LA QUINTA, Calif. (AP) — Remaining calm despite the swirling wind and a tense duel for the lead, Pat Perez finally got his first PGA Tour victory – with a lot of help from Steve Stricker.
Perez won the Bob Hope Classic on Sunday, taking advantage of Stricker’s collapse and holding off John Merrick by three strokes. The winner shot a 3-under 69 for a 33-under 327 total in the five-day event.
“I just tried to stay pretty even-keeled,” Perez said. “I figured if I could just play solid and hit some good shots and kind of stay calm and think about what I’m doing out there, I was going to be fine.”
In the past, “calm” wasn’t necessarily a word used about Perez and his play. He seemed quick to anger and grow frustrated when he wasn’t playing well.
“I just got tired of getting upset all the time,” the 32-year-old Perez said. “It’s a lot of energy. I learned how the best guys do it.”
Mentioning Tiger Woods, Phil Mickelson, Vijay Singh and Ernie Els, among others, Perez said, “All these guys are pretty even-keeled. They don’t let things bother them. They put stuff behind them. Before, if I made a double on five, the tournament was over. I look at that as a speed bump now.”
After hitting into the water and dropping to 29 under on the fifth hole, Perez steadied and still made the turn at 35.
Merrick, who began the day eight shots behind Stricker but moved in front briefly on the back nine, shot a 67.
Stricker, 33 under at the start of play after rounds of 61 and 62, had a 77 to tie for third with Mike Weir (67) at 28 under. Stricker had a triple bogey on No. 7 and a quadruple bogey on No. 10, hitting into the water on both holes.
Perez, playing in the final group, locked up the victory by knocking his approach shot over the water from 200 yards on No. 18 to 3 feet to set up an eagle. Merrick, winless on the tour, already had finished his round with a par on 18.
Perez didn’t consider playing it safe on the final hole.
“I don’t lay up,” Perez said. “I hit a 6-iron. I mean, how hard is it? I’m not going to lay up with a wedge over here and hit a wedge over there. It’s a 6-iron. I was going to hit it.”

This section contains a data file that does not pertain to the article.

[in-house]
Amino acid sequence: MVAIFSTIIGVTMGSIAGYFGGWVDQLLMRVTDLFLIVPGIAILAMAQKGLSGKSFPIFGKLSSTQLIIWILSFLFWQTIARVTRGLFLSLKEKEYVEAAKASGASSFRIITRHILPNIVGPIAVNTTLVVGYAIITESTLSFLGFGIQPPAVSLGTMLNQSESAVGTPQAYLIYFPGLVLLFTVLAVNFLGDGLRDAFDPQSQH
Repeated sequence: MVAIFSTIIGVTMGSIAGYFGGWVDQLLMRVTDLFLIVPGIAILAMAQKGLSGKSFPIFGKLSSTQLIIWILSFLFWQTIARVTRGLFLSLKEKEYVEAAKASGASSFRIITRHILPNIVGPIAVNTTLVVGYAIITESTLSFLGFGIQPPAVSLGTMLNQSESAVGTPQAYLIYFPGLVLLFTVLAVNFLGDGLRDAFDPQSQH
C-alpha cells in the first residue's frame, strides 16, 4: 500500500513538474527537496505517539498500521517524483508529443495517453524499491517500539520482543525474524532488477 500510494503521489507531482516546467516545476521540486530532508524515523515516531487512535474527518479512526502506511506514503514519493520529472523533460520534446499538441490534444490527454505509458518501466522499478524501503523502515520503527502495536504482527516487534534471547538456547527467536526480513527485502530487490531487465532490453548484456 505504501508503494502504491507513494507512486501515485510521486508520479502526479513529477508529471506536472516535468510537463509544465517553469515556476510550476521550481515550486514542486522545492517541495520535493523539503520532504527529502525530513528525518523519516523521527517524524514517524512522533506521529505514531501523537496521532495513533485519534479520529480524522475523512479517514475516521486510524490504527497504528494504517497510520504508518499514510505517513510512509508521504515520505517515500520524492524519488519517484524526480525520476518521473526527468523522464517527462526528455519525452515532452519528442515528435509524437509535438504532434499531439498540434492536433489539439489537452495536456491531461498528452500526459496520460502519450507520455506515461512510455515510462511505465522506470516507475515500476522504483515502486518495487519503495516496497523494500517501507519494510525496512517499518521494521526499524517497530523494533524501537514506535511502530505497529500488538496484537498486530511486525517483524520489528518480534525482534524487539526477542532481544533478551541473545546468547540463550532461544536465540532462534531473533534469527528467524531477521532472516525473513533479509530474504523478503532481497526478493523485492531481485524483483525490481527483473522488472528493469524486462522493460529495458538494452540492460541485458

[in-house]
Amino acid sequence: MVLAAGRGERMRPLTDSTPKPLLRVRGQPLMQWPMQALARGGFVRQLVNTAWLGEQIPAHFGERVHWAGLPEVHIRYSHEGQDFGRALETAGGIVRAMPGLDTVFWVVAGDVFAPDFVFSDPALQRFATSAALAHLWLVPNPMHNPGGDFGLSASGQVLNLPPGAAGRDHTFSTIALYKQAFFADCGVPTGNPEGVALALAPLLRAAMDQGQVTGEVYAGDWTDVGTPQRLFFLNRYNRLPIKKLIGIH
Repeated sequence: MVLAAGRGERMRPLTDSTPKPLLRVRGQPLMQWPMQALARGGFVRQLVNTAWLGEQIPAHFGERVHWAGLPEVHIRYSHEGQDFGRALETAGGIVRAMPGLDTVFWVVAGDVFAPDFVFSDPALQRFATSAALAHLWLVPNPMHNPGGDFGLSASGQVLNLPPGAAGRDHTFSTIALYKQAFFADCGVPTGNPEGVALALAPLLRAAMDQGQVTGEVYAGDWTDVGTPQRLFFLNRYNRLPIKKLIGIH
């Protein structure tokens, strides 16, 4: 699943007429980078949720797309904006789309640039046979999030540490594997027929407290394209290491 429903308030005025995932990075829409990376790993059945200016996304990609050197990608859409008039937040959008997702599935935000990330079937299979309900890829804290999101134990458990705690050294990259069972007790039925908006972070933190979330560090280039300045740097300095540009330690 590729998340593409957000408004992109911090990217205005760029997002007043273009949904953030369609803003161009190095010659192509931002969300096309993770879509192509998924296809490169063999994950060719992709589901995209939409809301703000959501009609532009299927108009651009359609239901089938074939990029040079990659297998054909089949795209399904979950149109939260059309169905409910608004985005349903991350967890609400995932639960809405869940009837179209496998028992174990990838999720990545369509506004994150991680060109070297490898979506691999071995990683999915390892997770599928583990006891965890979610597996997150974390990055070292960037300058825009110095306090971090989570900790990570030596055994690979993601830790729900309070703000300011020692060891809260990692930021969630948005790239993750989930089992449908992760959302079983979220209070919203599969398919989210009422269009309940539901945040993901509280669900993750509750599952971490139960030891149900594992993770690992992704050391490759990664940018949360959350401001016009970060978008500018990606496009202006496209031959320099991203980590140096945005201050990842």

He beamed and doffed his cap after the ball rolled onto the green and the fans in the grandstands erupted in cheers. He stopped grinning only briefly, while he was bending over his final putt.
Merrick’s second-place finish was the highest for the 26-year-old former UCLA star, who is beginning his third full season on the tour. His round included an extraordinarily lucky bounce on No. 16, when his shot from the fairway seemed headed for a small canal next to the green. The ball hit the concrete lining the waterway, bounced across the water and rolled within 10 feet of the hole. He two-putted for par.
“That’s probably one of the luckiest breaks I’ve ever seen,” Merrick said.
Perez, who led the first three days of the 90-hole event before falling three shots off Stricker’s pace, had said the ideal conditions made the early rounds “like playing in a dome.”
Not so for closing over the Palmer Course at PGA West.
Club selection, figuring distance and direction, all became a challenge. The wind would quiet one moment, then gust and swirl the next. Flagsticks on the greens rocked back and forth with the flags flapping, go still, then just as suddenly begin shuddering again.
Perez considered that a positive for him.
“If the weather was perfect, someone could have shot 61 or 61,” Perez said. “So I actually didn’t mind the wind blowing all the way around. But it was definitely tough.”
The gusts took their toll on Stricker.
“We would feel it in our face on one hole, and the same hole it would feel downwind. So it was all over the place and difficult to pick a correct club,” Stricker said. “It was hard for me to feel comfortable with anything, and it showed for me a couple of times today.”
After hitting into the water and taking a triple bogey to lose the lead on the seventh hole, he found water again on No. 10, but only after hitting out of bounds. His quadruple bogey there dropped him back into the pack.
Stricker, who had the PGA Tour-record stretch of 61-62 the previous two days, had birdied No. 6 to go to 34 under and open a three-stroke lead over Perez.
Joe Durant’s tour record for 90 holes, 36-under 324 in the 2001 Hope, seemed in peril as records fell in the early rounds. Then the wind, often a factor in the Hope over the years, finally kicked up on the final day.
Perez earned $918,000, while Stricker took home $295,800.
Stricker was 33 under after four rounds, bettering the tour’s 72-hole record of 31 under set by Ernie Els in his victory at the 2003 Mercedes Championships. Stricker’s 61-62 was a low for consecutive rounds; Mark Calcavecchia set the record by shooting 60-64 in the 2001 Phoenix Open, and Perez tied it with his 61-63 start in the Hope.